using a third field of the identification number to store the second number.
12. The computer-readable medium of claim 11 wherein the first field comprises a plurality of fields storing various parts of the first timestamp.
13. The computer-readable medium of claim 11 wherein the second field comprises a plurality of fields storing various parts of the first number.
14. The computer-readable medium of claim 11 wherein the first number is generated in one or a combination of randomly generated and uniquely generated.
15. The computer-readable medium of claim 11 wherein the first timestamp is derived from a second timestamp having accuracy better than that of the first timestamp.
16. The computer-readable medium of claim 11 wherein generating the second number uses a cyclic redundancy check algorithm.
16. The computer-readable medium of claim 11 wherein generating the second number uses a cyclic redundancy check algorithm.
17. The computer-readable medium of claim 11 wherein generating the second number uses one or a combination of the following algorithms: summation, weighted summation, parity check, partial parity check, cyclic code, and BCH code.
18. The computer-readable medium of claim 1 wherein the identification number is compliant with the Universal Unique Identifier format.
19. A computer-readable medium embodying instructions to perform a method for generating an identification number, the method comprising the steps of:
using a first field to store a random number;
using a second field to store a low field of a clock sequence;
using a third field to store a high field of the clock sequence multiplexed with a variant;
using a fourth field to store a version of the identification number;
using a fifth field to store a high field of the first timestamp;
using a sixth field to store a middle field of the first timestamp;
using a seventh field to store an error correction code generated from the cyclic redundancy check algorithm; and
using an eight field to store a low field of the first timestamp.
20. The computer-readable medium of claim 19 wherein the error correction code is replaced with a number generated from one or a combination of:
summation algorithm;
weighted summation algorithm;
parity check algorithm;
partial parity check algorithm; and
BCH code algorithm.
Description
    INCORPORATION BY REFERENCE
  • [0001]
    This application incorporates by reference the document “Wired for Management Baseline,” version 2.0, released Dec. 18, 1998 by Intel Corporation of Santa Clara, Calif.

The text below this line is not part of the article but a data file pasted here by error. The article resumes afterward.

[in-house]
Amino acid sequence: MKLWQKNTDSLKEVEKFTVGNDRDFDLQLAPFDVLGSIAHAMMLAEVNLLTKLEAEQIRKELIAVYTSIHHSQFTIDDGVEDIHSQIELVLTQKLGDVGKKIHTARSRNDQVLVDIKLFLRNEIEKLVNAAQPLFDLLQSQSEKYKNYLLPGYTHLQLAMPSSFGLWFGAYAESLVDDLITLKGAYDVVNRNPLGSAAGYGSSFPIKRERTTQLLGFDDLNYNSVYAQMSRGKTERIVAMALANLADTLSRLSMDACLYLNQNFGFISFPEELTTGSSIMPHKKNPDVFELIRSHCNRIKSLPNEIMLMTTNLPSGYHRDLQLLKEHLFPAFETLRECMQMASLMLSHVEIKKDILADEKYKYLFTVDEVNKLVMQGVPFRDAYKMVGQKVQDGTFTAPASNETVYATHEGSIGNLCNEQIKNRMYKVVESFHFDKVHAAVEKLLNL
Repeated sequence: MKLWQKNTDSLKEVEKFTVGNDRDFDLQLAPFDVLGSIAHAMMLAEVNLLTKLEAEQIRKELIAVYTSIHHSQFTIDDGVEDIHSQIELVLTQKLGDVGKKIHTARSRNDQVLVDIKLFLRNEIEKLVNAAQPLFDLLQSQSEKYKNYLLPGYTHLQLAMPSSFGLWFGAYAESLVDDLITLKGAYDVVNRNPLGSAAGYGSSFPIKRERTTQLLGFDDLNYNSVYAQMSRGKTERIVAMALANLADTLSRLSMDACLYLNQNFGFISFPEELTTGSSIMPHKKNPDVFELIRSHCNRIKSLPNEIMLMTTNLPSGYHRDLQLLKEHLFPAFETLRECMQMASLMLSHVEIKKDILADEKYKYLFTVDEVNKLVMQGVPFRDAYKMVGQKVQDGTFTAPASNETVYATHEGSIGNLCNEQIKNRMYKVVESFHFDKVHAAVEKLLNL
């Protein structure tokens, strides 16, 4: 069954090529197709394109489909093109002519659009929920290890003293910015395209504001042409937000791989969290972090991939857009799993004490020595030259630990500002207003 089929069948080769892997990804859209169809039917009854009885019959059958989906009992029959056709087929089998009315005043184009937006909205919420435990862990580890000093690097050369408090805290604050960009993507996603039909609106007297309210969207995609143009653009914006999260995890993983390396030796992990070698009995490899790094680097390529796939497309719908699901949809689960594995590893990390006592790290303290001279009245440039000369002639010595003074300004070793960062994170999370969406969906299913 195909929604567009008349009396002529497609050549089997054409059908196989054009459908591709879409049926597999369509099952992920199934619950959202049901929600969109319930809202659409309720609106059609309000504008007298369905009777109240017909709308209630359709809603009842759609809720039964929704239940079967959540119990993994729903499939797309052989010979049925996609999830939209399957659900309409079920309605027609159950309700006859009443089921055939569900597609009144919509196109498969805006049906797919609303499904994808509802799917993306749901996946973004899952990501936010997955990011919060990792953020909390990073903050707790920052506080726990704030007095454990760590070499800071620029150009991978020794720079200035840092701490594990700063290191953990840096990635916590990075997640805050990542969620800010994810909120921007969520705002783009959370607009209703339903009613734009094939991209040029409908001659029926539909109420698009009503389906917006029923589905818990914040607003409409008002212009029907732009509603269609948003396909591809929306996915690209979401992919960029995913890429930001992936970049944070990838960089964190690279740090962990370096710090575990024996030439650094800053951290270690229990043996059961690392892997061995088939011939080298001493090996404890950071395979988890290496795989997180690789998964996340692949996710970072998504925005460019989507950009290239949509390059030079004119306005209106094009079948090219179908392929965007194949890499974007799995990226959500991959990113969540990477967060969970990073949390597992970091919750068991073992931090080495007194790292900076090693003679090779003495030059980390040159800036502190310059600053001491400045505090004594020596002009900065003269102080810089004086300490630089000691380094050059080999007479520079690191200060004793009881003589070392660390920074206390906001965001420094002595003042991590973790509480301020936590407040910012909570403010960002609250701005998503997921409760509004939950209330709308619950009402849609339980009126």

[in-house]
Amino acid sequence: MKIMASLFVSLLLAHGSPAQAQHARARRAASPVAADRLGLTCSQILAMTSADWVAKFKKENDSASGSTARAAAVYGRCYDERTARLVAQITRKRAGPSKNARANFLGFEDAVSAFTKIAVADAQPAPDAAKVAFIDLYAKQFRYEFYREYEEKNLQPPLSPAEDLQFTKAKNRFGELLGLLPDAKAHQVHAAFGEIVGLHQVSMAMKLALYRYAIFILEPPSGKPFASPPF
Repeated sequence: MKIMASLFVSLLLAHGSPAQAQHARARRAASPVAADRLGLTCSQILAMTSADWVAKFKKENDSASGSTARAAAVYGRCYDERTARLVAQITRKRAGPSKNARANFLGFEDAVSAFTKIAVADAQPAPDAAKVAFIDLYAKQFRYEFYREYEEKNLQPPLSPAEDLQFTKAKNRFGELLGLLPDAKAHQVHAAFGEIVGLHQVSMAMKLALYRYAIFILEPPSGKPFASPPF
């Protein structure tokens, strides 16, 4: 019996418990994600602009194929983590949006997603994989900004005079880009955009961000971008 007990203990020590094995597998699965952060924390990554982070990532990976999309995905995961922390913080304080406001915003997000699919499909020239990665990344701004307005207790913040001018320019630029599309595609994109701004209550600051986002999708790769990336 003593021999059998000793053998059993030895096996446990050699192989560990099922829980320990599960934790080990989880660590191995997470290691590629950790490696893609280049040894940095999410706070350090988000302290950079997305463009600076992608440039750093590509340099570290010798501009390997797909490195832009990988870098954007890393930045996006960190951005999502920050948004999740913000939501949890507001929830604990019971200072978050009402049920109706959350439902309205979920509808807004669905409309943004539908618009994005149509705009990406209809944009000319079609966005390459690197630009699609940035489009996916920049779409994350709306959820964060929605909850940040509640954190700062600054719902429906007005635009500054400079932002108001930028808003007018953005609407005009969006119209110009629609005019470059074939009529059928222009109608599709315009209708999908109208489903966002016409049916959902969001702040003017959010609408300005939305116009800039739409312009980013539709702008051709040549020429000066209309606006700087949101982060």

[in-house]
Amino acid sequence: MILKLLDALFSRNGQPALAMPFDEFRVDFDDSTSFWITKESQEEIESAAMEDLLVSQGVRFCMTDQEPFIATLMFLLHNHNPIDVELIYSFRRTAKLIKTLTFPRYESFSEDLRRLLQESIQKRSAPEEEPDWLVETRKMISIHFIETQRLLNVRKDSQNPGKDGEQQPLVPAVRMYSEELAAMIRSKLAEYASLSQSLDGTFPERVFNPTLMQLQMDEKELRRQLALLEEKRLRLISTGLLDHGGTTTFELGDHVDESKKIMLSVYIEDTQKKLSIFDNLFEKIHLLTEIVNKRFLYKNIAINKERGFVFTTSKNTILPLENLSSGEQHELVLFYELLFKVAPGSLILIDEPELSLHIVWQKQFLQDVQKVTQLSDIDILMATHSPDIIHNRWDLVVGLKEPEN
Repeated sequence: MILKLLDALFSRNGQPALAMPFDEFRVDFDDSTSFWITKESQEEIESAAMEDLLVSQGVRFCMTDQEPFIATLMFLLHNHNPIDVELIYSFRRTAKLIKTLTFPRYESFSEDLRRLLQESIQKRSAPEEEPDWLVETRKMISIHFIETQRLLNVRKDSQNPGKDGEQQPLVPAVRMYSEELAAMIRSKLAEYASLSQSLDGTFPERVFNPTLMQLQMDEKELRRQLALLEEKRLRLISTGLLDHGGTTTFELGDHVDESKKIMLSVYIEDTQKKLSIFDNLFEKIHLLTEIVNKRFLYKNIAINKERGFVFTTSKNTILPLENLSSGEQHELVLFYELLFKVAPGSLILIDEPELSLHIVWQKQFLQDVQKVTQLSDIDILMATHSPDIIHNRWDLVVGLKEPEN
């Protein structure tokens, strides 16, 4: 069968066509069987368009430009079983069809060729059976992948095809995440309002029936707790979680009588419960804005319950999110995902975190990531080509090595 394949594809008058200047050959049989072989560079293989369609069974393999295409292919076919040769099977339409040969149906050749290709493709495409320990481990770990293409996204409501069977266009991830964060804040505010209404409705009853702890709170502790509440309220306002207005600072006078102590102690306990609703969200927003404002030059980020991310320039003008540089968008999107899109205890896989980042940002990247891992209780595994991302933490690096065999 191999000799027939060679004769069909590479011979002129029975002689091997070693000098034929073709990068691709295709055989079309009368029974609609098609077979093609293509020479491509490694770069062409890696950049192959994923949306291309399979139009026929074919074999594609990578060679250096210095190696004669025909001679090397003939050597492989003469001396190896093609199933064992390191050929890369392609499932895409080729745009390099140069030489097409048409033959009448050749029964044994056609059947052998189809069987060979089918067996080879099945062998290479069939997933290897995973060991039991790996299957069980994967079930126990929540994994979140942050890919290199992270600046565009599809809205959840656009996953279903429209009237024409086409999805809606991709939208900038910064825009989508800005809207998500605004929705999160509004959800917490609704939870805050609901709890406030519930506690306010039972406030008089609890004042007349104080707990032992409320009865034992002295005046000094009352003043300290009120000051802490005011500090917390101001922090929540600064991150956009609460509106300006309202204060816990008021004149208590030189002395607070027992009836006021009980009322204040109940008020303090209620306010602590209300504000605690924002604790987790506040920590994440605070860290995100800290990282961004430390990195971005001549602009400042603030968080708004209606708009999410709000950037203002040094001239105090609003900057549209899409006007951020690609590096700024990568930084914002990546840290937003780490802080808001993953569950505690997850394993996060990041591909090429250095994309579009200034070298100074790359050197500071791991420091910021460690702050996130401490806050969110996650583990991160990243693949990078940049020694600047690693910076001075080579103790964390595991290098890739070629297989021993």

• FIELD OF THE INVENTION
  • [0002]
    The present invention relates generally to product identifications and, more specifically, to generating numbers for use in such identifications.
  • BACKGROUND OF THE INVENTION
  • [0003]
    Numbers have been used widely as identifications for products including servers, computers, printers, etc. Generally, the identification, thus the number, is unique, i.e., a first number identifying a first server is different from a second number identifying a second server. As the total number of produced servers increases, the number of digits or bits representing the number used to identify those servers increases. Handling a large number of digits for a large number of servers poses several challenges. For example, entering an identification number into a computer and/or marking the number on the server is prone to errors because during the process the person entering the data may mistype the number. Once a number having a lot of digits is created, determining whether the number has been corrupted and/or altered is important and can be quite difficult. When a server is tied to a licensing scheme, changing the number identifying the server may change the license terms and/or conditions. Determining whether the identification number is genuine or falsely created is also important and difficult.
  • [0004]
    The Universally Unique IDentifier (UUID) standard specified in “Wired for Management Baseline,” released Dec. 18, 1998 by Intel Corporation of Santa Clara, Calif. defines a format that many company use to generate identification numbers for their servers. However, the UUID format does not provide for any error detection in such format, and many approaches thus add extra numbers to the identification number to add the error detection data. Unfortunately, adding such numbers is no longer compliant with the UUID format.